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Sr/Ca

164-168 (2004).

Sr/Ca ratios in the aragonite skeleton of massive reef corals is one of the principle techniques used to derive past sea surface temperatures (SSTs) (e.g., Beck 1992; Guilderson et al., 1994; Hughen et al., 1999; McCulloch 2000; Correge et al., 2004). The technique is based on an inverse correlation between temperature and Sr/Ca in living corals that is applied to ancient specimens to reconstruct surface temperatures of past oceans. However, interpretation of paleoSST estimates obtained from coral Sr/Ca is confounded by vital effects, (Weber 1973; de Villiers et al., 1995; Cohen et al., 2001; 2002; Felis et al., 2004) which may be substantial relative to the small temperature dependence of Sr/Ca in experimentally produced aragonite crystals (Kinsman and Holland 1969; Dietzel et al., 2004). Because of the long residence times of Sr and Ca in the oceans [5.1 X 106 yr for Ca (Broecker and Peng, 1982)], it has generally been assumed that the Sr/Ca activity ratio has remained essentially constant over the past 100 000 years or so.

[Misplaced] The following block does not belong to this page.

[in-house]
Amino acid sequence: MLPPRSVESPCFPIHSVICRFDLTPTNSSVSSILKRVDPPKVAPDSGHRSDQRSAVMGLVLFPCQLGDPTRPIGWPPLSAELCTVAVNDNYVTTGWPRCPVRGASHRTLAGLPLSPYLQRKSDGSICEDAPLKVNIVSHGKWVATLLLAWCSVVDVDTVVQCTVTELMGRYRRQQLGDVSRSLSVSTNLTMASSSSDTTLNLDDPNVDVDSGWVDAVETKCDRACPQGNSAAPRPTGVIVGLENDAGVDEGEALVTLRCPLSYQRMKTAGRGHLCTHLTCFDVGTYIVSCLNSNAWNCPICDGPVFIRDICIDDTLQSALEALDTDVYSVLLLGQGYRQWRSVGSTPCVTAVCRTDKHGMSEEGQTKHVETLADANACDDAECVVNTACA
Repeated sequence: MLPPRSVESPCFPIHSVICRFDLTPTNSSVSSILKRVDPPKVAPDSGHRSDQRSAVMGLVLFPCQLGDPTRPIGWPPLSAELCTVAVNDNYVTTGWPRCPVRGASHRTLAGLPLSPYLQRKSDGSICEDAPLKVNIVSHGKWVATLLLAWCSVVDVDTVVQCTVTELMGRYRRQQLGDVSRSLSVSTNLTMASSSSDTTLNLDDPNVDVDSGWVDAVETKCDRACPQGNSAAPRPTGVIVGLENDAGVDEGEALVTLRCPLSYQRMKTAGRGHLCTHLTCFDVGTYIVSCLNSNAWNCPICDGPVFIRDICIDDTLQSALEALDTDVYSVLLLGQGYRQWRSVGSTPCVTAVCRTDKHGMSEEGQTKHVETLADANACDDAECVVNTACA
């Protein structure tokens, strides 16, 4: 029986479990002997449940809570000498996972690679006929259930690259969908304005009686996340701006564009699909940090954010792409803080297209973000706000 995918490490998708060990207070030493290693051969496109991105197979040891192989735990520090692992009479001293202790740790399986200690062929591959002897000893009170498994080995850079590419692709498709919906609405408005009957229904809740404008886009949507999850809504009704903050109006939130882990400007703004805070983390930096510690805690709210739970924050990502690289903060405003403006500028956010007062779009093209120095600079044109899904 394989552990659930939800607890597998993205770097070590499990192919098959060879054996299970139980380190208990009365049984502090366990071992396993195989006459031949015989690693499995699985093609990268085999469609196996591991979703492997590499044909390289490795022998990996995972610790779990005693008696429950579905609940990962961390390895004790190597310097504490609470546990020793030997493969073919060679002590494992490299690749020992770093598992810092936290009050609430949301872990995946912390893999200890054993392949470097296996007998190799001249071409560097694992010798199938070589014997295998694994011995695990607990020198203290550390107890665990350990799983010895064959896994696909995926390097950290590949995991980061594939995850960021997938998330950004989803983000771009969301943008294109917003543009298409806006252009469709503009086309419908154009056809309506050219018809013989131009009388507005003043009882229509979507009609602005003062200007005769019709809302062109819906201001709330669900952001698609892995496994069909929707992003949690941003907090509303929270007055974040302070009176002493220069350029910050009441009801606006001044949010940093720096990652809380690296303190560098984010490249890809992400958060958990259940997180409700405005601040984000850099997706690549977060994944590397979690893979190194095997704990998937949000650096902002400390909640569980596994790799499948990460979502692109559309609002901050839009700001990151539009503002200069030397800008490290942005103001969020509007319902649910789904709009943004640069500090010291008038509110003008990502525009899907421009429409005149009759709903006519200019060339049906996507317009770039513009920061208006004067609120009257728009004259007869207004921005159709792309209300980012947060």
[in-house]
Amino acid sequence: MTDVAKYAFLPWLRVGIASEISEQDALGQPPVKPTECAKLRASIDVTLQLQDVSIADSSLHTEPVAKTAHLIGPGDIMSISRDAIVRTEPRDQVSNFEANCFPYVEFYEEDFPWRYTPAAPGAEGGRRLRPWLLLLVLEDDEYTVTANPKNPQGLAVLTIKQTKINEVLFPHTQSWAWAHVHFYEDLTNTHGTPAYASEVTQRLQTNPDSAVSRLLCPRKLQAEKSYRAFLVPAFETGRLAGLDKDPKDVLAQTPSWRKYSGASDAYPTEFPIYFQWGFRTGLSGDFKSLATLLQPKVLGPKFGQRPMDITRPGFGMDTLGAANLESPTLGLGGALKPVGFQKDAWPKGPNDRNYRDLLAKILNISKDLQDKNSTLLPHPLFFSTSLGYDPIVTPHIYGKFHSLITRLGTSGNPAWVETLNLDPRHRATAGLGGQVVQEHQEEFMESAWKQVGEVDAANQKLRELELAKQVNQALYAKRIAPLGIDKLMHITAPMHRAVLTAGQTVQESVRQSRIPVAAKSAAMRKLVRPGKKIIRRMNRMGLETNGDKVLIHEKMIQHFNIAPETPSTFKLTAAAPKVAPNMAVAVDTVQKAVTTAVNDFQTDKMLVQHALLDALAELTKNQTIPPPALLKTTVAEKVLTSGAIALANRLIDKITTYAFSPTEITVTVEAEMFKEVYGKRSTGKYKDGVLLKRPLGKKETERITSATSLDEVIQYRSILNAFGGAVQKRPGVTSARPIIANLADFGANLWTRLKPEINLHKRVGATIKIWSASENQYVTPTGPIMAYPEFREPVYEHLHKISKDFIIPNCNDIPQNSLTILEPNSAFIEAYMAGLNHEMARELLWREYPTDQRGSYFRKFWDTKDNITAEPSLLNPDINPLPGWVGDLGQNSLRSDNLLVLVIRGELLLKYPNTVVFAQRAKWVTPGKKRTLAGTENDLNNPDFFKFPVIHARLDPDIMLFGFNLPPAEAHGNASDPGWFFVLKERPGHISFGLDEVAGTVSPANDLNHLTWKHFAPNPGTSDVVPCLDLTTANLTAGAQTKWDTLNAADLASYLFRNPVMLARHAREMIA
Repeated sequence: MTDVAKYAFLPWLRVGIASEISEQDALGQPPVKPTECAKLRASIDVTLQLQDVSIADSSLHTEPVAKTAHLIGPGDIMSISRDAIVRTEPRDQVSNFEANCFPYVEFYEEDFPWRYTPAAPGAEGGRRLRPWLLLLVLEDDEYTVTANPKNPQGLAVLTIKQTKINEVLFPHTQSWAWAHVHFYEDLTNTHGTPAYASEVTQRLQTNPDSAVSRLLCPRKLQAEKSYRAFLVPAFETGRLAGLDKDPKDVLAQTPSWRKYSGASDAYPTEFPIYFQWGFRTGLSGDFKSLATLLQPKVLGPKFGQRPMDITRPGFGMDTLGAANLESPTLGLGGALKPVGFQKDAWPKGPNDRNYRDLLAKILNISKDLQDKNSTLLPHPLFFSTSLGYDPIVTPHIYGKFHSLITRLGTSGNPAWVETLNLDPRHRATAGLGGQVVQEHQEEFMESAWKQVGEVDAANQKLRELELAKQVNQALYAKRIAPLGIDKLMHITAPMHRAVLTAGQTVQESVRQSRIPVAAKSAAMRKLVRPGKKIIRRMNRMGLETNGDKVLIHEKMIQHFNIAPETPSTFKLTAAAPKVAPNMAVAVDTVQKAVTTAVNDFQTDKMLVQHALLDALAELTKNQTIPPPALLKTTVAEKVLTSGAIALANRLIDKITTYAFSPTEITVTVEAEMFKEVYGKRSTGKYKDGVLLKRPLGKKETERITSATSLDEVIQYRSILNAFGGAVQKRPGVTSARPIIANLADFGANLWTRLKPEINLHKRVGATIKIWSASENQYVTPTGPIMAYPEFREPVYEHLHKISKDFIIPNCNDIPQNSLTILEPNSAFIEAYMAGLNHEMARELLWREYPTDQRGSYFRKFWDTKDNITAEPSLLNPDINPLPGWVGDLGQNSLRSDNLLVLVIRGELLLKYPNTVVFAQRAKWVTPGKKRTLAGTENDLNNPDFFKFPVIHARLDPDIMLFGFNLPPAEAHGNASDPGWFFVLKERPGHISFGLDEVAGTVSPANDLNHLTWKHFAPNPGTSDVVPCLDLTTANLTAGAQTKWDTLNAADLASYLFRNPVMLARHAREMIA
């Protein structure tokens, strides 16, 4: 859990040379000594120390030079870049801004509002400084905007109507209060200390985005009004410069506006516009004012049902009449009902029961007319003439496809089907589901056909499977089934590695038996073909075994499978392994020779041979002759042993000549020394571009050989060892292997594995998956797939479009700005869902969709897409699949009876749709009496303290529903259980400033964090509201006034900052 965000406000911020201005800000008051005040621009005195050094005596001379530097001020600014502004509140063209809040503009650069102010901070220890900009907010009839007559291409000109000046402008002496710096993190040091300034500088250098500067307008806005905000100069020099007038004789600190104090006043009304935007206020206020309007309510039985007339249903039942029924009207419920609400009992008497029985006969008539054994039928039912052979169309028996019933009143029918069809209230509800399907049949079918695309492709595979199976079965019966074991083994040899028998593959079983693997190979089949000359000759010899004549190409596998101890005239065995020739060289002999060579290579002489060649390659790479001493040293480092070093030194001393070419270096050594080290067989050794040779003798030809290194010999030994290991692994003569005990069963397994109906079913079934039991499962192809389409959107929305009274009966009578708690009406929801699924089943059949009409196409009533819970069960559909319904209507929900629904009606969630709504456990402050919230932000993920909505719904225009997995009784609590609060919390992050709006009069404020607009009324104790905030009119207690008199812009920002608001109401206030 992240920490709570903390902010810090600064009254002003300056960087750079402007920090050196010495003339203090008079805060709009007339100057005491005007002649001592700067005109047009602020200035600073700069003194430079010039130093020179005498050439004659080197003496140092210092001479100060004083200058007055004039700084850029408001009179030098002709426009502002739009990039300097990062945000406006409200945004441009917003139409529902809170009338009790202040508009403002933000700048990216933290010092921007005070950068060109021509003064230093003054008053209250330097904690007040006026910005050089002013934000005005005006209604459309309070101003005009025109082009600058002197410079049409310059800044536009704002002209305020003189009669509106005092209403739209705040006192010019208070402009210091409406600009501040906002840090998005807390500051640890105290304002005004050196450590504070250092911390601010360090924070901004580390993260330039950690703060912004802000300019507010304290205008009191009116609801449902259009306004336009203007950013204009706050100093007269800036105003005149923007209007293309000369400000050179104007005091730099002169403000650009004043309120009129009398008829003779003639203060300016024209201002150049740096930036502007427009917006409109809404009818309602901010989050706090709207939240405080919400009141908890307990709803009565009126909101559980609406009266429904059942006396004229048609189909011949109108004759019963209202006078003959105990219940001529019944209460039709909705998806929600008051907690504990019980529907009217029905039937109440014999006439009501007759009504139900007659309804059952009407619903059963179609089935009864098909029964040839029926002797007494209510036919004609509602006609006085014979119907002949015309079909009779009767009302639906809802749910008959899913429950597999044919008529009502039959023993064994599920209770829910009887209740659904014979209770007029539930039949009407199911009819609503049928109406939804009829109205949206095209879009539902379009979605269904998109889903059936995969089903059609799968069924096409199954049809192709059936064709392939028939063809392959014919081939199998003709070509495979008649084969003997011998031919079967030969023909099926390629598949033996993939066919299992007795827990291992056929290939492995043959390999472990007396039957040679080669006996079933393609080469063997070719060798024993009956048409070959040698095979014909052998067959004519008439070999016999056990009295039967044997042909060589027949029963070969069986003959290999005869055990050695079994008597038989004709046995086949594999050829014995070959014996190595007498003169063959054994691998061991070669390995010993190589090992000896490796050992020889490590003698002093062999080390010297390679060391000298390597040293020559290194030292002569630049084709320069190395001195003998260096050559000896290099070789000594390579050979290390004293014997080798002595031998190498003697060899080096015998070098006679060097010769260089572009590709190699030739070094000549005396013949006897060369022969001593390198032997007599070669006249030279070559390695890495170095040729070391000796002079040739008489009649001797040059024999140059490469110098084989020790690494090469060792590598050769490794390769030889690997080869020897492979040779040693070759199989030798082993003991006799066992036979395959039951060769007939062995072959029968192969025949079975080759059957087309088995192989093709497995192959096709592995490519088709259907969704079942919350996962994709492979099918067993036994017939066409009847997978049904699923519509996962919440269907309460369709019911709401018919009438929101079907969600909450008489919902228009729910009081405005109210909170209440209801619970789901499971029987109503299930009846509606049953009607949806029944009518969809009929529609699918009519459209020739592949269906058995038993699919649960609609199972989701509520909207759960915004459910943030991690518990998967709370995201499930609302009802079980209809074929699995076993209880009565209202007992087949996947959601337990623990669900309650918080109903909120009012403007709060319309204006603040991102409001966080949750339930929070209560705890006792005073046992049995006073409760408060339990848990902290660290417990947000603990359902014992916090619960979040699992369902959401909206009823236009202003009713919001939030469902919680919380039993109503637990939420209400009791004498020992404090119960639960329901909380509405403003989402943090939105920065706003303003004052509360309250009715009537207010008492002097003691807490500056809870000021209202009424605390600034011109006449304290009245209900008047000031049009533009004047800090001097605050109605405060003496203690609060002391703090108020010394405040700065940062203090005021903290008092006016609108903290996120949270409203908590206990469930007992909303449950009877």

164-168 (2004).